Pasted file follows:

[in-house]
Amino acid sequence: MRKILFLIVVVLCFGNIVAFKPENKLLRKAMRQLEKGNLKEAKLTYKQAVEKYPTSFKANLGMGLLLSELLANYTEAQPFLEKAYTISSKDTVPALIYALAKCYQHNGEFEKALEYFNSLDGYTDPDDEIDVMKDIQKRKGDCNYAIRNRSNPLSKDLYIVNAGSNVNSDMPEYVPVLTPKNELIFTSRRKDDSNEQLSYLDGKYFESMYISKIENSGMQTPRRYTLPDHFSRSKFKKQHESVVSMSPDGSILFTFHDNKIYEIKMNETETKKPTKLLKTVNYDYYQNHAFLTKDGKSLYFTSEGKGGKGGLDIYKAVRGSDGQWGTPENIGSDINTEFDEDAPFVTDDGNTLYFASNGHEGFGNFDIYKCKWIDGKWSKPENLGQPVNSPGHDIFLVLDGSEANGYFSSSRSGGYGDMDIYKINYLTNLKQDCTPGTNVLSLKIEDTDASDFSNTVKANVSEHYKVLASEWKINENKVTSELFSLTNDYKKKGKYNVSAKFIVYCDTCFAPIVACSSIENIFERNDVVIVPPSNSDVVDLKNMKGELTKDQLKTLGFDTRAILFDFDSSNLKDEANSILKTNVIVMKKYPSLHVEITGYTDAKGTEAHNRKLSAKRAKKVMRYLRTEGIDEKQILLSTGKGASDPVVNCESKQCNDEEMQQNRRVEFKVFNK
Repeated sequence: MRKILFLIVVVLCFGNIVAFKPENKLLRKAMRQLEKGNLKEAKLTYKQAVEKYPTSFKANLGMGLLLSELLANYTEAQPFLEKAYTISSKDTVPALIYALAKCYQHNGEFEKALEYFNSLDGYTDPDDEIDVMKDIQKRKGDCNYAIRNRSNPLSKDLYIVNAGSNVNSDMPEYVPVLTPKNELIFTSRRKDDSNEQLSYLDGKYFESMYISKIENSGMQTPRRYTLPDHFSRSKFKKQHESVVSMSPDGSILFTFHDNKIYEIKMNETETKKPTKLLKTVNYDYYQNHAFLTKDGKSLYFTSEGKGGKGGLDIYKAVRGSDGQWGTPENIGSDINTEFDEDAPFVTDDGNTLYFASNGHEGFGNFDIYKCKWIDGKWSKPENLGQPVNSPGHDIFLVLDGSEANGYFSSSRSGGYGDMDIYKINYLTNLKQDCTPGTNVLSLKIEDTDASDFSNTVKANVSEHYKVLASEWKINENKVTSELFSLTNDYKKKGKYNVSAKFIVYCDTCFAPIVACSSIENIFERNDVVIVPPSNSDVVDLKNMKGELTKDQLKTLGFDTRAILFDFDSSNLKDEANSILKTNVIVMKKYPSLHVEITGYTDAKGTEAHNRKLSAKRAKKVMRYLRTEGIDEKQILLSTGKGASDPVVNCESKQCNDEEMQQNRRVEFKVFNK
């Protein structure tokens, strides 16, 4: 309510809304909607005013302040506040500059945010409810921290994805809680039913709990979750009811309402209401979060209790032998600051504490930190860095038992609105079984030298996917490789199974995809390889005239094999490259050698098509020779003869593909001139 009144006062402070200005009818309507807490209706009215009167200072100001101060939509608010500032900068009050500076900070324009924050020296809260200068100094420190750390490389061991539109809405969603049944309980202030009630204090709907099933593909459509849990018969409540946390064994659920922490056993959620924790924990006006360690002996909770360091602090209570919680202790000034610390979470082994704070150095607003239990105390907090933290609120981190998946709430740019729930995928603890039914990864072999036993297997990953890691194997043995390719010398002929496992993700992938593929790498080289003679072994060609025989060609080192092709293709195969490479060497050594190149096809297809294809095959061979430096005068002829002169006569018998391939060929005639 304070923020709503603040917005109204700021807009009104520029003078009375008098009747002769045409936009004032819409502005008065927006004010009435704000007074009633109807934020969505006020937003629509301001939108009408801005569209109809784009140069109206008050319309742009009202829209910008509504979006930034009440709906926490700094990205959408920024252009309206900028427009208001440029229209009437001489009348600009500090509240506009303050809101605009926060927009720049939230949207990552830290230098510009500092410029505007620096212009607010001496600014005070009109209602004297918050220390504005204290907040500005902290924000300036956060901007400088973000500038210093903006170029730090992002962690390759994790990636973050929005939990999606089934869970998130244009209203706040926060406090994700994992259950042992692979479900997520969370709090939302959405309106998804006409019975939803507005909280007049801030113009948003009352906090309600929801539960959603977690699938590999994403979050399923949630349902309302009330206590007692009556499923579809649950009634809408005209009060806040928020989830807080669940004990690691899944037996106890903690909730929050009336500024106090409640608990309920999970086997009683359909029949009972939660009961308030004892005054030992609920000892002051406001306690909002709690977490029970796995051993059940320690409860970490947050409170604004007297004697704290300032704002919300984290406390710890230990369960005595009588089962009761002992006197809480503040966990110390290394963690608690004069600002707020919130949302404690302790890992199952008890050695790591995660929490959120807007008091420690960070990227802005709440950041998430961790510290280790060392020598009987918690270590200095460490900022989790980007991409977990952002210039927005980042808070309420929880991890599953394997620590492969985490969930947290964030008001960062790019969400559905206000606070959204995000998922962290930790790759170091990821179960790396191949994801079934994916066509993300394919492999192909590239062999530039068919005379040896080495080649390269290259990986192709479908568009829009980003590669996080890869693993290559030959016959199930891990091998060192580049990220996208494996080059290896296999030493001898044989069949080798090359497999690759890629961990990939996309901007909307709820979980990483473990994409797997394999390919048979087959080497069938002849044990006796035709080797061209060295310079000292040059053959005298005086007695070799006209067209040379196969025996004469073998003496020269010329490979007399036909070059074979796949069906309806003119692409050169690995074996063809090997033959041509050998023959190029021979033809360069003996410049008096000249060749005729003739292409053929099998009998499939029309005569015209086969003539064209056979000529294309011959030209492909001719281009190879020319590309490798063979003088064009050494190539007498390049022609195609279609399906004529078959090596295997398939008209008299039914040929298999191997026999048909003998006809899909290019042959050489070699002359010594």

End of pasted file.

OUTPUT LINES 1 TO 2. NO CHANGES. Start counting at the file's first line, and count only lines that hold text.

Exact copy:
[in-house]
Amino acid sequence: MRKILFLIVVVLCFGNIVAFKPENKLLRKAMRQLEKGNLKEAKLTYKQAVEKYPTSFKANLGMGLLLSELLANYTEAQPFLEKAYTISSKDTVPALIYALAKCYQHNGEFEKALEYFNSLDGYTDPDDEIDVMKDIQKRKGDCNYAIRNRSNPLSKDLYIVNAGSNVNSDMPEYVPVLTPKNELIFTSRRKDDSNEQLSYLDGKYFESMYISKIENSGMQTPRRYTLPDHFSRSKFKKQHESVVSMSPDGSILFTFHDNKIYEIKMNETETKKPTKLLKTVNYDYYQNHAFLTKDGKSLYFTSEGKGGKGGLDIYKAVRGSDGQWGTPENIGSDINTEFDEDAPFVTDDGNTLYFASNGHEGFGNFDIYKCKWIDGKWSKPENLGQPVNSPGHDIFLVLDGSEANGYFSSSRSGGYGDMDIYKINYLTNLKQDCTPGTNVLSLKIEDTDASDFSNTVKANVSEHYKVLASEWKINENKVTSELFSLTNDYKKKGKYNVSAKFIVYCDTCFAPIVACSSIENIFERNDVVIVPPSNSDVVDLKNMKGELTKDQLKTLGFDTRAILFDFDSSNLKDEANSILKTNVIVMKKYPSLHVEITGYTDAKGTEAHNRKLSAKRAKKVMRYLRTEGIDEKQILLSTGKGASDPVVNCESKQCNDEEMQQNRRVEFKVFNK